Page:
Huntsman: Obama shouldn't have intervened in Libya
WASHINGTON (AP) — Former Utah governor Jon Huntsman, weighing a run for the Republican presidential nomination, says U.S. military forces are spread too thin around the world and he thinks President Barack Obama erred in intervening in Libya.
Traveling in New Hampshire, Huntsman told ABC News that Libya "is not core to our national security interest." He also said he's close to a decision on whether to get into the GOP presidential sweepstakes and that only his wife, Mary Kaye, could stop him if he chose to run.
In the interview broadcast Friday on "Good Morning America," Huntsman backed away from previous statements supporting a "cap and trade" policy aimed at expediting corporate efforts to curb harmful emissions, saying the global economic slump has dramatized the need to put a heavier focus on business growth, at least for a while.
He also defended his service as U.S. ambassador to Beijing under Obama.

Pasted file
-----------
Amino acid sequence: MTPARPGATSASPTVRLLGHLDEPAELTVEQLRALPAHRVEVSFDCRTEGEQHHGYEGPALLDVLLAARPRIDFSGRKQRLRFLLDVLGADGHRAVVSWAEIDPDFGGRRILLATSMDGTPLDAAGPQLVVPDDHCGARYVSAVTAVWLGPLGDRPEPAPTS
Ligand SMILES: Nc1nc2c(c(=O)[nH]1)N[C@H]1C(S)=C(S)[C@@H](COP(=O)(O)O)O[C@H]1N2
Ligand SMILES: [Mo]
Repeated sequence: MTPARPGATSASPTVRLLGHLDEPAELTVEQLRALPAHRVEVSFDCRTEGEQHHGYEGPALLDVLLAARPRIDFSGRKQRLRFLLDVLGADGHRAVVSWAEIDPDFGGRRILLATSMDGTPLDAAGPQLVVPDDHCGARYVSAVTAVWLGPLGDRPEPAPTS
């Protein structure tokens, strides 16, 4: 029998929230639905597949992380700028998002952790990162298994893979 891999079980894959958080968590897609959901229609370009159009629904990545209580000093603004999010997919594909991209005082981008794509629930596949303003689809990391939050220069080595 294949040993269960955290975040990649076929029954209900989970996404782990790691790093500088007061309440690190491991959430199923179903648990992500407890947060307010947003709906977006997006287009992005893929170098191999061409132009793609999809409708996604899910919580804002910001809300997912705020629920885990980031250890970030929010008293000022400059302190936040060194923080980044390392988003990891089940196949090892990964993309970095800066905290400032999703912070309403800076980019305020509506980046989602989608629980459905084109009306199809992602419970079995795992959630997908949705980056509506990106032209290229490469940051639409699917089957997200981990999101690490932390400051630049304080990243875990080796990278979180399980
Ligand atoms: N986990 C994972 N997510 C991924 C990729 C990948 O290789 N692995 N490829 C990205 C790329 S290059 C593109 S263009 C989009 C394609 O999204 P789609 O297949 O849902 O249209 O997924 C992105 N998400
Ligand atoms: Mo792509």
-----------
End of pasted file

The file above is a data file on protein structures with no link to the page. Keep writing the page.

"I'd do it again," Huntsman said. "The president asked me, the president of all the people. And during a time of war, during a time of economic difficulty for our country, if I'm asked by my president to serve, I'll stand up and do it."
On other points, Huntsman:
—Suggested that a drawdown of U.S. troops in Afghanistan is inevitable. "We have too much in the way of boots on the ground in corners of the world where we probably don't need it," he said.
—He would repeal Obama's health care overhaul, if he had a chance. And he backs the alternative deficit-reduction plan put forth by Wisconsin Rep. Paul Ryan, which includes a proposal to substantially overhaul Medicare. Former House Speaker Newt Gingrich, who has declared his candidacy for the Republican nomination, has retracted a statement he made Sunday in which he referred to Ryan's plan as a "radical" approach.
—Said he is "very proud of my Mormon heritage."